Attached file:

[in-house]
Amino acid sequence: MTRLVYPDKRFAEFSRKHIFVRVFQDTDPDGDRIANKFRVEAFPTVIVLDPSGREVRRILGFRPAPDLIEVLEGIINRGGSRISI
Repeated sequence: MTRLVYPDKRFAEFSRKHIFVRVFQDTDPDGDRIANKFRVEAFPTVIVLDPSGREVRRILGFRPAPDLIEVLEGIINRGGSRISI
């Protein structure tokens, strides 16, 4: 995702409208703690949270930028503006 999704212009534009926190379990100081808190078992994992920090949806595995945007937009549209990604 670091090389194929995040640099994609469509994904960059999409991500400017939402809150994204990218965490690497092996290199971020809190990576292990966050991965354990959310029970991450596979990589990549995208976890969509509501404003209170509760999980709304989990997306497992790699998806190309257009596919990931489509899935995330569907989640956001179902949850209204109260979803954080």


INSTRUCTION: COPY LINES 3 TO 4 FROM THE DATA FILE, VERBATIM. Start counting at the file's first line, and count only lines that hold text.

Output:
Repeated sequence: MTRLVYPDKRFAEFSRKHIFVRVFQDTDPDGDRIANKFRVEAFPTVIVLDPSGREVRRILGFRPAPDLIEVLEGIINRGGSRISI
């Protein structure tokens, strides 16, 4: 995702409208703690949270930028503006 999704212009534009926190379990100081808190078992994992920090949806595995945007937009549209990604 670091090389194929995040640099994609469509994904960059999409991500400017939402809150994204990218965490690497092996290199971020809190990576292990966050991965354990959310029970991450596979990589990549995208976890969509509501404003209170509760999980709304989990997306497992790699998806190309257009596919990931489509899935995330569907989640956001179902949850209204109260979803954080």